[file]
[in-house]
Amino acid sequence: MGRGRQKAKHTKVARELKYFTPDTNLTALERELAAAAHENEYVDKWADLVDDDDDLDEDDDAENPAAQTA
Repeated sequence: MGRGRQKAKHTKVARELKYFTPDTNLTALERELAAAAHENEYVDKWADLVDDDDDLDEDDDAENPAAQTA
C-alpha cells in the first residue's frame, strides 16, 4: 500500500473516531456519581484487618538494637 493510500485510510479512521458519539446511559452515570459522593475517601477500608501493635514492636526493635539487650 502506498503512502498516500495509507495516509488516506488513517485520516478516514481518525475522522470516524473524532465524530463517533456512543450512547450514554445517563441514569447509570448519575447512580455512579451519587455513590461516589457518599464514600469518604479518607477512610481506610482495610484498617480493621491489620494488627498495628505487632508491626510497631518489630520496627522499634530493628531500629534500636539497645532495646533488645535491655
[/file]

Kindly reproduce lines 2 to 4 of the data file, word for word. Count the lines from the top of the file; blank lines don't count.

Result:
Amino acid sequence: MGRGRQKAKHTKVARELKYFTPDTNLTALERELAAAAHENEYVDKWADLVDDDDDLDEDDDAENPAAQTA
Repeated sequence: MGRGRQKAKHTKVARELKYFTPDTNLTALERELAAAAHENEYVDKWADLVDDDDDLDEDDDAENPAAQTA
C-alpha cells in the first residue's frame, strides 16, 4: 500500500473516531456519581484487618538494637 493510500485510510479512521458519539446511559452515570459522593475517601477500608501493635514492636526493635539487650 502506498503512502498516500495509507495516509488516506488513517485520516478516514481518525475522522470516524473524532465524530463517533456512543450512547450514554445517563441514569447509570448519575447512580455512579451519587455513590461516589457518599464514600469518604479518607477512610481506610482495610484498617480493621491489620494488627498495628505487632508491626510497631518489630520496627522499634530493628531500629534500636539497645532495646533488645535491655